Local Nature Recovery Strategies (LNRS) are a flagship measure in the Environment Bill. They will consist of:
The strategies will be a statutory requirement of the upcoming Environment Bill. This means that local councils will be required to develop one when the Bill becomes law. Councils will then have to report on progress on the LNRS every five years.
Cornwall, Buckinghamshire, Greater Manchester, Northumberland and Cumbria local authorities were selected by the government in August 2020 to receive a share of £1 million of funding to set up ‘Local Nature Recovery Strategies’ (LNRS) pilot studies.
The Hampshire Biodiversity Information Centre (HBIC) was contracted by Natural England in 2015 to produce a detailed Ecological Network Map for Hampshire on behalf of the Local Nature Partnership (LNP). A draft was produced in 2016 and has since been road tested and updated to reflect changes in site designations and habitat mapping over the intervening period. A yearly update is recommended going forward. The map represents the hierarchy of international, national and locally designated sites of importance for biodiversity, plus other priority habitats and, importantly, areas identified for habitat restoration or creation.
The Wildlife Trusts have published a report that sets out what they believe a Nature Recovery Network should achieve, see: https://www.wildlifetrusts.org/nature-recovery-network.
There is a broad call for meaningful and strategic aspirations for the marine and intertidal space rather than just a metric. In 2021, ABPmer was commissioned by the Offshore Wind Energy and Change (OWEC) Marine Net Gain Task & Finish Group, which is working closely with Defra’s Offshore Wind Enabling Actions Programme (OWEAP), to conduct a survey amongst key stakeholders and develop recommendations for strategic targets for Marine Net. This work has led to an assumptions paper that describes a proposed approach looking at where intertidal/marine are failing and where there is a need to foster recovery, that it should be strategic and not piecemeal, should be large and ambitious, should not be constrained by boundaries and link with ELM and LNRPs. This work is being considered by Defra and further work is planned.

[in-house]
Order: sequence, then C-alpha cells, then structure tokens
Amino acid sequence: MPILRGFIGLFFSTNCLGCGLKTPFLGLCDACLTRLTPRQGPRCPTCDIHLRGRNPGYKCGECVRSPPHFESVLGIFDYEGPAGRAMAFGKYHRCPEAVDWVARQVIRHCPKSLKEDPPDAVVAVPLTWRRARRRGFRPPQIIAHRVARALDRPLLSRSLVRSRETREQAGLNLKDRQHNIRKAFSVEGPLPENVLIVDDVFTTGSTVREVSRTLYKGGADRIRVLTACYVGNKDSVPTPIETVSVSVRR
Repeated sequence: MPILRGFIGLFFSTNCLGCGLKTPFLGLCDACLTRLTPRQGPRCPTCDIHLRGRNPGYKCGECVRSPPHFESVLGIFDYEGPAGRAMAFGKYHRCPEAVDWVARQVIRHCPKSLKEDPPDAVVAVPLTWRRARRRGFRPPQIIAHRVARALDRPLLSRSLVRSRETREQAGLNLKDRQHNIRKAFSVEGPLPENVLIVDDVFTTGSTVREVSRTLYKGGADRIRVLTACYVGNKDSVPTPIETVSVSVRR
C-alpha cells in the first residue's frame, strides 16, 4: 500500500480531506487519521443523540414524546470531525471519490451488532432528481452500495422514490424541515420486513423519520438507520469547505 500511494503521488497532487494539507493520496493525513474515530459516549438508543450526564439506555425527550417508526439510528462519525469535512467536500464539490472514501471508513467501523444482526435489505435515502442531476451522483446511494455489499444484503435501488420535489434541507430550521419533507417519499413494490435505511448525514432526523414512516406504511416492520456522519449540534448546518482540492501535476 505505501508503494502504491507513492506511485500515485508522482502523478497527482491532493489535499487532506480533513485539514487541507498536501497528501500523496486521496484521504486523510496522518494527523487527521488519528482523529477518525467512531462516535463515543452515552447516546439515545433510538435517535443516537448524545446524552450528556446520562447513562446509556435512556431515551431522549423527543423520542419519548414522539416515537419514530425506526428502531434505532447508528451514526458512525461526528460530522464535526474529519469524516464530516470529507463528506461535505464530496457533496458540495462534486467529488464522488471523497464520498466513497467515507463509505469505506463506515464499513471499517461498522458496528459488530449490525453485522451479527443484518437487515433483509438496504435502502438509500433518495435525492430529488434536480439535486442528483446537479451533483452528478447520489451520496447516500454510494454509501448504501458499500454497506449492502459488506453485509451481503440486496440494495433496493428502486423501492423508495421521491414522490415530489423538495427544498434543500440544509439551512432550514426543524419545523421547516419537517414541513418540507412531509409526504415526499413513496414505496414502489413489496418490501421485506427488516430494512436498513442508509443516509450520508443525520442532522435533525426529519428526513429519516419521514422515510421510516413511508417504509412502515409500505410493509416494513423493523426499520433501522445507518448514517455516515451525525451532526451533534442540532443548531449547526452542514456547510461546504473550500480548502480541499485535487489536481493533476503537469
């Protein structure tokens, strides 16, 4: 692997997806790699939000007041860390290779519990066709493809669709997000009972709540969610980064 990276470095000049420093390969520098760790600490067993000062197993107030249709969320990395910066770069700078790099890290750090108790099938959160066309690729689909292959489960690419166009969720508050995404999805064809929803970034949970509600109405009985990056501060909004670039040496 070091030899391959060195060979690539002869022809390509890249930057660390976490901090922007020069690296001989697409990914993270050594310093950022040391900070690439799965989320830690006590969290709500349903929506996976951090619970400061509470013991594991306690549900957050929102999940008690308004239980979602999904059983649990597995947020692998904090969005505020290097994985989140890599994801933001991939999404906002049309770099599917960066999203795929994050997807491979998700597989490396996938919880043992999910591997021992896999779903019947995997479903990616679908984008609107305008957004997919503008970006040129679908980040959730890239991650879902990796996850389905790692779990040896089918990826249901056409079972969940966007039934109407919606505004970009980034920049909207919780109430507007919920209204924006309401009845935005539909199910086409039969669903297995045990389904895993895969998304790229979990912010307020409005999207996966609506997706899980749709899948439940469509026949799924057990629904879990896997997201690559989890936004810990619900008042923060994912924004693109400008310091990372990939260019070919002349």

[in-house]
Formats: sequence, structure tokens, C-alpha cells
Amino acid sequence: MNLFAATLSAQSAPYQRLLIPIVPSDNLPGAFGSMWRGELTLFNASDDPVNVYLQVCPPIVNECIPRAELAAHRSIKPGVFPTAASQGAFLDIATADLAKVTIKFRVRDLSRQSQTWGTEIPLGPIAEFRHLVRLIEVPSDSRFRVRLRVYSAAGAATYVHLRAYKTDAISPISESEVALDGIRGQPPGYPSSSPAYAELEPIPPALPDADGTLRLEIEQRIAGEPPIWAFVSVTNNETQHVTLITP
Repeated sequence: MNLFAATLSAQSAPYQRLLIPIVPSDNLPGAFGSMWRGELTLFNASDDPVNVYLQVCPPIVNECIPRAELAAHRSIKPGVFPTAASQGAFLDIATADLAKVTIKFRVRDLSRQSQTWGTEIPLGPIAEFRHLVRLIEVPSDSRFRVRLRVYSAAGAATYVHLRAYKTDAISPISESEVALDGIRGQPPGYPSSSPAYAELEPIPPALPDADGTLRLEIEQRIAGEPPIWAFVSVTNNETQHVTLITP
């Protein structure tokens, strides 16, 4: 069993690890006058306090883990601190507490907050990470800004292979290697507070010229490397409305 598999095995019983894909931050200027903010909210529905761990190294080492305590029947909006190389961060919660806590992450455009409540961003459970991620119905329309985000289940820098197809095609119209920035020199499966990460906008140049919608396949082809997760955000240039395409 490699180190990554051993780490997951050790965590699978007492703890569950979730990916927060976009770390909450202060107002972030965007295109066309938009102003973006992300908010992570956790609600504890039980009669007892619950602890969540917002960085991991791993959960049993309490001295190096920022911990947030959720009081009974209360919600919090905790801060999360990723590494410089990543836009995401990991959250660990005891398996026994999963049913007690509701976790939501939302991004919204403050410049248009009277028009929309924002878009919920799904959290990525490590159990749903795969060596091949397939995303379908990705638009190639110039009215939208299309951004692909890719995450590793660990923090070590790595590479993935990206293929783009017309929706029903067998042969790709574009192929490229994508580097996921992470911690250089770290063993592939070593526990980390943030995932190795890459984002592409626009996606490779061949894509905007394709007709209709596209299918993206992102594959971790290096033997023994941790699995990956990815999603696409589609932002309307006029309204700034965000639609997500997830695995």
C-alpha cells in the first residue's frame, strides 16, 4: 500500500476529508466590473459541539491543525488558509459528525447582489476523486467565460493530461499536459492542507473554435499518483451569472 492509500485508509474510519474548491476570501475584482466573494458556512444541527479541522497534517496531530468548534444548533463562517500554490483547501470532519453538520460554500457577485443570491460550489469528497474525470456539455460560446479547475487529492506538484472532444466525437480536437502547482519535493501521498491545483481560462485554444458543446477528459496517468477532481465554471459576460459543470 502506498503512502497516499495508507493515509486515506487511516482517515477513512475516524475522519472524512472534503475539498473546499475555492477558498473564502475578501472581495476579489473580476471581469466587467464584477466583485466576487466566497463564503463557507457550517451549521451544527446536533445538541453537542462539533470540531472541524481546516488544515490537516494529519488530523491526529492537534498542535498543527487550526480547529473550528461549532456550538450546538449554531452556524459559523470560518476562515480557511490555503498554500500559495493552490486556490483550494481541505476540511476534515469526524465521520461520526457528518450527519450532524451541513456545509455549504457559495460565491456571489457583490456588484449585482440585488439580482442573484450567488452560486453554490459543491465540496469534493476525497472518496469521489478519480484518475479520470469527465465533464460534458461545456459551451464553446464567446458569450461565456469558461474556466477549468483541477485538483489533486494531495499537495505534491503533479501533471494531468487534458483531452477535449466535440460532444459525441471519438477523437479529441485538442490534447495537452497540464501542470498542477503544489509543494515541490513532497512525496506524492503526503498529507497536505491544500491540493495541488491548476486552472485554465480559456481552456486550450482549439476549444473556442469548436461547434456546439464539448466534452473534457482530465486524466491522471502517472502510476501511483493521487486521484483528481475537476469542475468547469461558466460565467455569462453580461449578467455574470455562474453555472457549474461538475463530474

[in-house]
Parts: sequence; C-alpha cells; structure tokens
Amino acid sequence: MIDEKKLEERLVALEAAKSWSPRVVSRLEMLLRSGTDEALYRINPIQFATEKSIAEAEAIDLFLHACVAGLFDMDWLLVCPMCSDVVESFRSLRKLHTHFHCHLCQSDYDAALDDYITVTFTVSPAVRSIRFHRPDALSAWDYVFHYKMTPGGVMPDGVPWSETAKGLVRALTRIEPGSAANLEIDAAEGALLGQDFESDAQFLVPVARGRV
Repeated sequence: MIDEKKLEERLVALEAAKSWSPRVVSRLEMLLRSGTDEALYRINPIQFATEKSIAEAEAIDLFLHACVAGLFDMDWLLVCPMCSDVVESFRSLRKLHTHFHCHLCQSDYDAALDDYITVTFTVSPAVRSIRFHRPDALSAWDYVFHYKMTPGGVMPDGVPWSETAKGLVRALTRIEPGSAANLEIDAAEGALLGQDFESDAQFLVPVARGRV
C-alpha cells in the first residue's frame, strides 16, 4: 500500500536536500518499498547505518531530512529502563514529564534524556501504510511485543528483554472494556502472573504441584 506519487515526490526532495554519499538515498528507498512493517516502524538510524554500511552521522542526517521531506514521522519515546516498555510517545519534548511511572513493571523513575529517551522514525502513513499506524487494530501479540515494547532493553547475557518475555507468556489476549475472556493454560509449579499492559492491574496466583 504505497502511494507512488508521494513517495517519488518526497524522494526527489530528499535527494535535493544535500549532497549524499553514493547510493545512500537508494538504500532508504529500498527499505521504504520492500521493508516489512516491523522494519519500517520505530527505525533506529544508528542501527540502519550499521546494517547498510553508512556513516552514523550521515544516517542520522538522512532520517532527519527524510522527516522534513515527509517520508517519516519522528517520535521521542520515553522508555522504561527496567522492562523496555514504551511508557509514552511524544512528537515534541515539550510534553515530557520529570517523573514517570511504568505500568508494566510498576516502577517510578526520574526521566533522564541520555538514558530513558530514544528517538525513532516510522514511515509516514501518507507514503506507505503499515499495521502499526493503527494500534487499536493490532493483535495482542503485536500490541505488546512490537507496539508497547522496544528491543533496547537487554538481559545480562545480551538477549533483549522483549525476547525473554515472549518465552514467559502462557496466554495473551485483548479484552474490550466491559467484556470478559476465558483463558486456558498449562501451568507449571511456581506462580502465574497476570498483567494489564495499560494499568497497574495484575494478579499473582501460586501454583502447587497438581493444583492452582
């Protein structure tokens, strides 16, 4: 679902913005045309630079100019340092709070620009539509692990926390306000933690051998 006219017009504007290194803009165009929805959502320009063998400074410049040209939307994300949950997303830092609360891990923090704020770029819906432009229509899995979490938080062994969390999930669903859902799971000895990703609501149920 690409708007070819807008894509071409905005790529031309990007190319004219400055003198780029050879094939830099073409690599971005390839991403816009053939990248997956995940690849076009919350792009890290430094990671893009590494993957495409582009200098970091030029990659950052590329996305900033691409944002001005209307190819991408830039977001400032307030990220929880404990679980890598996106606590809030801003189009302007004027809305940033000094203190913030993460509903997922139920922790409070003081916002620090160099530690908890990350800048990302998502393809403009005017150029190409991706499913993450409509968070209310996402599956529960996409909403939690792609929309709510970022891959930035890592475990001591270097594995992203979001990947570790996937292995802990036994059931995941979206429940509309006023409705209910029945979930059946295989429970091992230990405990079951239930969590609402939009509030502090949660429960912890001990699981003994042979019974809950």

In October, 2020 the South East Nature Partnerships adopted a series of principles (this will be reviewed as national guidance emerges). It makes the following statements regarding marine and coasts.
'The Natural Recovery Network for the South East will not be restricted to terrestrial habitats, but will also incorporate the many coastal habitats found along the shores of the region, many of which are increasingly fragmented and under threat. Whilst coastal squeeze may further threaten these habitats and constrain options for future habitat creation, much more can be done to identify how these habitats can be better protected, expanded and enhanced in the future. Thinking and policy on how to create a marine Nature Recovery Network is still evolving, but across the South East, the LNPs will work with marine conservation organisations to incorporate their ideas and ensure that the marine environment is reflected in the overall vision, mapping and design of Nature Recovery Networks across the South East'.
The Hampshire and Isle of Wight Local Nature Partnership (LNP) was established in 2012 and is one of 48 strategic local nature partnerships formed in England following publication of the 2011 Natural Environment White Paper. LNPs operate at the county scale.
The overall purpose of an LNP is to: